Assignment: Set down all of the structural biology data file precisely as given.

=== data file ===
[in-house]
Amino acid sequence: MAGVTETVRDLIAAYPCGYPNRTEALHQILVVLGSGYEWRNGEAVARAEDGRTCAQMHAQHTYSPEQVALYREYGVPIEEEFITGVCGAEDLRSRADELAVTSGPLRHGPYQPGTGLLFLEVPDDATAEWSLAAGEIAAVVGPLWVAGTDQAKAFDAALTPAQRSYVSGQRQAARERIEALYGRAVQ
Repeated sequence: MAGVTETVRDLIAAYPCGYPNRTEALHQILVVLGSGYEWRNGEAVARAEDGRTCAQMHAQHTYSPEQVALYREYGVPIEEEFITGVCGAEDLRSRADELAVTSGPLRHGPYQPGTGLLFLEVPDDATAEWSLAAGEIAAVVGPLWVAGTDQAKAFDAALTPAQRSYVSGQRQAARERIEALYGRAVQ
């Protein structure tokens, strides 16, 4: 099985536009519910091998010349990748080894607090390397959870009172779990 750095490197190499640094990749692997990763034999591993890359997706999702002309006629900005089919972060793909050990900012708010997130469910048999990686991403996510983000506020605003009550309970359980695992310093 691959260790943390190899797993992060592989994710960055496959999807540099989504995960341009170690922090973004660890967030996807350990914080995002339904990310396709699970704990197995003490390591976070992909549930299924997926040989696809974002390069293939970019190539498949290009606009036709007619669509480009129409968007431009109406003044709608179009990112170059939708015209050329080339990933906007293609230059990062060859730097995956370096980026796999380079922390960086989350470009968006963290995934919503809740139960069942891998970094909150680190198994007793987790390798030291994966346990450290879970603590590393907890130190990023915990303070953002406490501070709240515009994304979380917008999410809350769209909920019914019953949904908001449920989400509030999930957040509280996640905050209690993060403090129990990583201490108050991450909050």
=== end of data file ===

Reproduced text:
[in-house]
Amino acid sequence: MAGVTETVRDLIAAYPCGYPNRTEALHQILVVLGSGYEWRNGEAVARAEDGRTCAQMHAQHTYSPEQVALYREYGVPIEEEFITGVCGAEDLRSRADELAVTSGPLRHGPYQPGTGLLFLEVPDDATAEWSLAAGEIAAVVGPLWVAGTDQAKAFDAALTPAQRSYVSGQRQAARERIEALYGRAVQ
Repeated sequence: MAGVTETVRDLIAAYPCGYPNRTEALHQILVVLGSGYEWRNGEAVARAEDGRTCAQMHAQHTYSPEQVALYREYGVPIEEEFITGVCGAEDLRSRADELAVTSGPLRHGPYQPGTGLLFLEVPDDATAEWSLAAGEIAAVVGPLWVAGTDQAKAFDAALTPAQRSYVSGQRQAARERIEALYGRAVQ
């Protein structure tokens, strides 16, 4: 099985536009519910091998010349990748080894607090390397959870009172779990 750095490197190499640094990749692997990763034999591993890359997706999702002309006629900005089919972060793909050990900012708010997130469910048999990686991403996510983000506020605003009550309970359980695992310093 691959260790943390190899797993992060592989994710960055496959999807540099989504995960341009170690922090973004660890967030996807350990914080995002339904990310396709699970704990197995003490390591976070992909549930299924997926040989696809974002390069293939970019190539498949290009606009036709007619669509480009129409968007431009109406003044709608179009990112170059939708015209050329080339990933906007293609230059990062060859730097995956370096980026796999380079922390960086989350470009968006963290995934919503809740139960069942891998970094909150680190198994007793987790390798030291994966346990450290879970603590590393907890130190990023915990303070953002406490501070709240515009994304979380917008999410809350769209909920019914019953949904908001449920989400509030999930957040509280996640905050209690993060403090129990990583201490108050991450909050």